Title: Re: The robots are coming
Post by: RhyssaFireheart on August 28, 2019, 08:52:02 AM
This amused me when it was in my timeline yesterday afternoon -

CNET posts a video from Boston Dynamics about 10 of those robot dogs pulling a truck across a parking lot -> tweet (https://twitter.com/CNET/status/1166153356043345922)

So one of the mushers I follow responded with "My dogs can do that!" (https://twitter.com/BlairBraverman/status/1166495709543182336) and it amused me greatly.  Granted, she used her full team of 18 dogs but still... :D

In any conditions that they can endure, I think I'd take a team of sled dogs over robots which just look creepy no matter what.


Title: Re: The robots are coming
Post by: Cyrrex on August 29, 2019, 01:18:13 AM
The robot dogs are not interested in your opinion on the matter.


Title: Re: The robots are coming
Post by: Chimpy on August 29, 2019, 11:16:49 AM
Happy Judgement Day anniversary, folks.

Long live Skynet, or something.


Title: Re: The robots are coming
Post by: MahrinSkel on August 29, 2019, 11:23:42 AM
I, for one, wish our robotic overlords would hurry the fuck up before our human overlords wreck the place.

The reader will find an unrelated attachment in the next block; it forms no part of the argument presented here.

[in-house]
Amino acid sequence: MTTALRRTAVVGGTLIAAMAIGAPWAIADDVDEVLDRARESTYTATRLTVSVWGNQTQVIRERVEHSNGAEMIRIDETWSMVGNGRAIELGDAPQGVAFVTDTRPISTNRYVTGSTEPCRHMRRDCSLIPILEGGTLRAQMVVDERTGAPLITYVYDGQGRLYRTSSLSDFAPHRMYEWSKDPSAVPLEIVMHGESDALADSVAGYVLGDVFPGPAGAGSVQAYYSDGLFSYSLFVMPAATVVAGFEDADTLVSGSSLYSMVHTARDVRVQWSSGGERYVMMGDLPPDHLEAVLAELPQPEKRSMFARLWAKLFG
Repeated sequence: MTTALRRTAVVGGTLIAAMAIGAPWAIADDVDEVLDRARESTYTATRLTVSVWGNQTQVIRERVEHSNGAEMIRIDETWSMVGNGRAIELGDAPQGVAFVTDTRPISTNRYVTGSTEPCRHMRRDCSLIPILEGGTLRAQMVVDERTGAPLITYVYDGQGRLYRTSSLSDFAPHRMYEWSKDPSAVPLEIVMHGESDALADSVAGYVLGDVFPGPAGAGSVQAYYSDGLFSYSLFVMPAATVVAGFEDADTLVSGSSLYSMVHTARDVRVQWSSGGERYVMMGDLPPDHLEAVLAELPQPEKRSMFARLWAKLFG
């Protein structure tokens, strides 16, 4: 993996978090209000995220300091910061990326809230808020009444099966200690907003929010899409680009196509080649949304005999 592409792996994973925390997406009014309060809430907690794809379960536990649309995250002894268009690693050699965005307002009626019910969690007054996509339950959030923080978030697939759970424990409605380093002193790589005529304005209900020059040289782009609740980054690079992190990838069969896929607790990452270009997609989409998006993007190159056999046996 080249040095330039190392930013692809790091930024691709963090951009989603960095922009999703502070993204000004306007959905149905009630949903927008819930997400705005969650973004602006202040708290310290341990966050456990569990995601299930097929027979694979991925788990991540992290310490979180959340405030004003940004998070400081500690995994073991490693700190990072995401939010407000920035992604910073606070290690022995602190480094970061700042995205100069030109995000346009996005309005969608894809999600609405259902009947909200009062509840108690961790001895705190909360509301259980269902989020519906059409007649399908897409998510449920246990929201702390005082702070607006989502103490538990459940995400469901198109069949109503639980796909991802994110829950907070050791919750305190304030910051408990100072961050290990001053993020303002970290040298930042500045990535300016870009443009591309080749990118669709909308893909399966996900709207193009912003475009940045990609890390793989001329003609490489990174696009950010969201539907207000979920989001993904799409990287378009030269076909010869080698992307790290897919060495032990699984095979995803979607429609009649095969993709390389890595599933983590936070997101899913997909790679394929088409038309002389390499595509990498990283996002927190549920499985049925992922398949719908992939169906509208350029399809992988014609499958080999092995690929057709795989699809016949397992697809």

--Dave


Title: Re: The robots are coming
Post by: Tale on October 01, 2019, 11:12:43 PM
$999 AI drone available to consumers from November: Skydio 2 (https://www.youtube.com/watch?time_continue=48&v=imt2qZ7uw1s). Flies itself and tracks you. "Sees" with six 4K cameras and automatically avoids obstacles.

You basically just tell it to watch you and film you. 3.5km wireless range, 23 minutes' flying time, 36km/h tracking. Can also operate as a regular drone.


Title: Re: The robots are coming
Post by: Teleku on October 02, 2019, 05:14:55 AM
Co-worker was just showing me that this morning (we're actually sort of looking into procuring a drone for work use).  Looks really nifty if it works as well as the video claims it does.


Title: Re: The robots are coming
Post by: MahrinSkel on November 09, 2019, 09:51:43 PM
In "Oh shit, they're actually coming" news:

https://www.defenseone.com/technology/2019/11/secdef-china-exporting-killer-robots-mideast/161100/ (https://www.defenseone.com/technology/2019/11/secdef-china-exporting-killer-robots-mideast/161100/)

tldr; China selling actual kill-bots. Saudi Arabia and Pakistan are the buyers.

--Dave